(some clowns dressed in Marilyn Manson shirts, UFOs and bandannas,
others in Hypocrisy shirts and black gloves, as if they were
planning to do some gardening) had slightly turned on the
band, demanding the return of their old guitarist, Dino, and
shouting, “Play old-school shit!” It wasn’t clear exactly
what who said didn’t matter to whom, especially since most
of the crowd were almost certainly more interested in Sweden’s
Hypocrisy and Long Island’s brutal innovators of death metal,
At that point in the show, it was almost imperative that lead
singer Burton C. Bell find someone else to vocalize his feelings.
He started the set raspy, chugging and churning his voice
through the band’s first CD, Soul of a New Machine.
While Bell probably was tearing his vocal cords, the vocals
on SOANM require only belching, death-metal screams,
something Bell was still capable of with half a tattered voice.
Instead of introducing songs, Bell rigidly introduced albums,
until finally reaching Obsolete (the band’s third album
out of a six-album catalog). With each album progression,
more singing was required from Bell, something his voice was
simply not up to, a problem even the loads of effects layered
on his microphone could not help. But besides Bell’s declining
voice and croaking, there was the simple fact that Fear Factory
songs get progressively worse as you travel through the band’s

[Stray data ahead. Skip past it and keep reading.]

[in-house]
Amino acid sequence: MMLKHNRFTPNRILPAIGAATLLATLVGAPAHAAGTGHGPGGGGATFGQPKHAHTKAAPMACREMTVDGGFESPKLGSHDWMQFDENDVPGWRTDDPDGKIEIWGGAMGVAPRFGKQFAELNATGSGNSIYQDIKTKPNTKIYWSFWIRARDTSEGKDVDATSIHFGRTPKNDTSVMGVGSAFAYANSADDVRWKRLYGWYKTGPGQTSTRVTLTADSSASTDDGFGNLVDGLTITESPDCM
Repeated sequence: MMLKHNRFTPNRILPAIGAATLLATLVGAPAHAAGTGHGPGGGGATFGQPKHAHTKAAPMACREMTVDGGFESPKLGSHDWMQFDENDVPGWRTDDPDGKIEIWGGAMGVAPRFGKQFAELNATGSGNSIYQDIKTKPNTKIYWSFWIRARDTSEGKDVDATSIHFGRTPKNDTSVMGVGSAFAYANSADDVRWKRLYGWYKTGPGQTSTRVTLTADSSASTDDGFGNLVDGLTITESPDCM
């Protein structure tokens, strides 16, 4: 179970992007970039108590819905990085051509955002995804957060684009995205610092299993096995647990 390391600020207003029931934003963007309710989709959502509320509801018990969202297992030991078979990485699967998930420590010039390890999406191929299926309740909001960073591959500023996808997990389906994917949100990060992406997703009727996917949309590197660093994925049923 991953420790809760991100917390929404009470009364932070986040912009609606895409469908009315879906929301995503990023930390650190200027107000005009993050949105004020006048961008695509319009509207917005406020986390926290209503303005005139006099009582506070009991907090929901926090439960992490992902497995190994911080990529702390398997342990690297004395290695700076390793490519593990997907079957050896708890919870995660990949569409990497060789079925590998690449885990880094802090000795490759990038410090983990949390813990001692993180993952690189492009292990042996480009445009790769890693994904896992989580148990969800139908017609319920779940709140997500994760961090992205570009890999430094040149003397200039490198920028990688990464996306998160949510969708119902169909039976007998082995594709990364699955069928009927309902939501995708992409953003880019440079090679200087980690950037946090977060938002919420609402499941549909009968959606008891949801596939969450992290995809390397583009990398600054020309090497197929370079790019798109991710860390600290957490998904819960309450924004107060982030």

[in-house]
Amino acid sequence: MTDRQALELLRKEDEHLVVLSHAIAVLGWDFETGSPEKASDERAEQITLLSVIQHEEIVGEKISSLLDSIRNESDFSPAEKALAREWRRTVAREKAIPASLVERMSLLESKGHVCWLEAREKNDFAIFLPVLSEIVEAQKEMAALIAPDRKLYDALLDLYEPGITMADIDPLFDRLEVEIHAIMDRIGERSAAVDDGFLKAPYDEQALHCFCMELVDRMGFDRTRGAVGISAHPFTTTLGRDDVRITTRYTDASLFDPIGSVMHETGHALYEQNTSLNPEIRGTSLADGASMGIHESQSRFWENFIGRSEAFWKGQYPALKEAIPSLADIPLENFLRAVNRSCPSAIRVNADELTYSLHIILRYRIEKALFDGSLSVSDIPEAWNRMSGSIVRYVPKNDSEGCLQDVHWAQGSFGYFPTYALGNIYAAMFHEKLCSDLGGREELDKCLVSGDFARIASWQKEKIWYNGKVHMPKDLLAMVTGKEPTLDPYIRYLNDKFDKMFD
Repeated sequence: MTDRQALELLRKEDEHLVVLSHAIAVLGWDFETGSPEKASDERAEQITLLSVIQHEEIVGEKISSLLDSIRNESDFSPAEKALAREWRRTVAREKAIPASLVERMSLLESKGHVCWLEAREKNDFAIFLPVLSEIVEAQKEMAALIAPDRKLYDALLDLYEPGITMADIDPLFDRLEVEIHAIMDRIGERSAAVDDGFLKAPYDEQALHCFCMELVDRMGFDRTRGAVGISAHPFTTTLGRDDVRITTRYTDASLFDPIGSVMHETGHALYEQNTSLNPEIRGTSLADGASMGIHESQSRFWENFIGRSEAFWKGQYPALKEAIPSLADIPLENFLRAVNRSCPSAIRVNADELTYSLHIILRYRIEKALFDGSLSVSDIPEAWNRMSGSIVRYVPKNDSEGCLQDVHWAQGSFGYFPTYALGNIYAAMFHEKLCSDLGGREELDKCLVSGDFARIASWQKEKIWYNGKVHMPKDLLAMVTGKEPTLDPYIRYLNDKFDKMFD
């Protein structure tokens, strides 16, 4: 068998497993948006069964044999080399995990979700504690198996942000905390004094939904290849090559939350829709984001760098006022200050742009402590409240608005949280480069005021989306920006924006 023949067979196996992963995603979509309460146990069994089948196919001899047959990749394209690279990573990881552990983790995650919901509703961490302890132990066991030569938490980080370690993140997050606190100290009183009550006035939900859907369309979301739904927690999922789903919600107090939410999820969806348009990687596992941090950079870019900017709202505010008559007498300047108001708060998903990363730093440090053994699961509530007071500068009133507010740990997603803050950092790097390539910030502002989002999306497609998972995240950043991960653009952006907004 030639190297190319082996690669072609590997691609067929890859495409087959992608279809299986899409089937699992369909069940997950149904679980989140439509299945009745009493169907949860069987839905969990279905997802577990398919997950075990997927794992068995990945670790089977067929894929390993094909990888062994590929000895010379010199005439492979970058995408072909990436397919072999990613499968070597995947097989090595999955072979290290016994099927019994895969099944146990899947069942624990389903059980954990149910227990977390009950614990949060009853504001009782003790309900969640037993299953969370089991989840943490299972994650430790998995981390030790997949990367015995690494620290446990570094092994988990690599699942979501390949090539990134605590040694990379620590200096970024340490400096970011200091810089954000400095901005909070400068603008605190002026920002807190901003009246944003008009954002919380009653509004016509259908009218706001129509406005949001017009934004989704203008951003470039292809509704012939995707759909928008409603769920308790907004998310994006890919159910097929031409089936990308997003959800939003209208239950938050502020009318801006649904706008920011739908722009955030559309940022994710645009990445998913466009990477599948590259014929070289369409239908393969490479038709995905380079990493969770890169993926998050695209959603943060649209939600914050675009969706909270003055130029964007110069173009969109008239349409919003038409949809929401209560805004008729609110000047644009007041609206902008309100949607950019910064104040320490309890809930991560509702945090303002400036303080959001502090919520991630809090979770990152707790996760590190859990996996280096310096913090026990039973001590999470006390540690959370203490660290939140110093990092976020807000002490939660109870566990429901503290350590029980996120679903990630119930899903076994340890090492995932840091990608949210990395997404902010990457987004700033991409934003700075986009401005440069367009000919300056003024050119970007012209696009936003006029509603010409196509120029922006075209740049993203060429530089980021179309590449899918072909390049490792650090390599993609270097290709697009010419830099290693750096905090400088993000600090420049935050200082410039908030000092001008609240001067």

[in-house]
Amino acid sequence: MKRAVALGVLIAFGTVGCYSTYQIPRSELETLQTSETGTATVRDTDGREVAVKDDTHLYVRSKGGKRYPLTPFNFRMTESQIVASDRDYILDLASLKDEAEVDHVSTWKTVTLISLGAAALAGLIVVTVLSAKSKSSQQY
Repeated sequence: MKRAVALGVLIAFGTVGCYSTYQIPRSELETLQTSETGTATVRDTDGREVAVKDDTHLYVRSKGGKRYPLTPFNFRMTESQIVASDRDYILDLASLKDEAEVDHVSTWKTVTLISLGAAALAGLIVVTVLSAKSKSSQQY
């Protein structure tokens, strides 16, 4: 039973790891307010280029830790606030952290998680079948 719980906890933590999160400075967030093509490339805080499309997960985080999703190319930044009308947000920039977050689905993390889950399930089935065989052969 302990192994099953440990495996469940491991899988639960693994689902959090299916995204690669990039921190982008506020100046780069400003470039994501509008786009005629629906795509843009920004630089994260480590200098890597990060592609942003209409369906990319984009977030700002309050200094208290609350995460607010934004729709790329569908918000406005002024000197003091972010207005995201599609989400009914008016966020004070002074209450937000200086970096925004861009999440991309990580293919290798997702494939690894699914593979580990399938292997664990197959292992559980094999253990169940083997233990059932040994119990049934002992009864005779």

catalog toward their most recent material. Especially in Troy,
where nü metal makes the hardcore/death metal toughs chafe,
Fear Factory are advised to get the audience to forget about
their, oh, let’s say, last three albums.
The band’s relevancy has declined since their early work.
Their debut album came out at the height of death-metal kick,
and the follow-up, Demanufacture, actually almost deserves
to be part of the metal canon. Its cyber-Metallica riffage
still influences the metal scene to this day. But then Fear
Factory noticed nü metal, and they started trying very hard
to sell out. They toured with sixth-rate nü-metal bands, as
openers and as closers, until they finally broke up. They
quickly re-formed, probably due to the success that straightforward
metal acts like Lamb of God are enjoying. The band wrapped
themselves in old-school imagery and proclaimed themselves
to be a healthier, harder band. But that just wasn’t the case.
The band’s new material, for some reason, has more nü-metal
hooks than any of their previous albums.
Last Thursday night, instead of sixth-rate nü-metal bands,
Fear Factory had some of the most credible death-metal acts
around to open for them: the Decapitated, Hypocrisy and Suffocation.
Ask any Troy kid who they had come to see and they would undoubtedly
tell you, “SUFFOOOCATTTTION,” in a growly Cookie Monster voice.
By the end of the set, Bell had given up wrapping his band
in metal credibility tourniquets. At one point, a crowd member
offered the wounded and heckled Bell a drink if he would join
him at the bar. “I’m not going anywhere but here!” insisted
Bell, determined to finish the set. “I could use a shot after
this day,” he told the crowd. Then some of the band’s equipment
caught fire. They kept playing, and the audience kept a steady
line of shots coming to the stage. And Bell started to seem
a lot less worried about who he was trying to impress.
Savings Bank Music Hall, Nov. 18
The bearded, 20-something long- hair sitting next to me waiting
for the bluegrass band the Country Gentleman to begin a show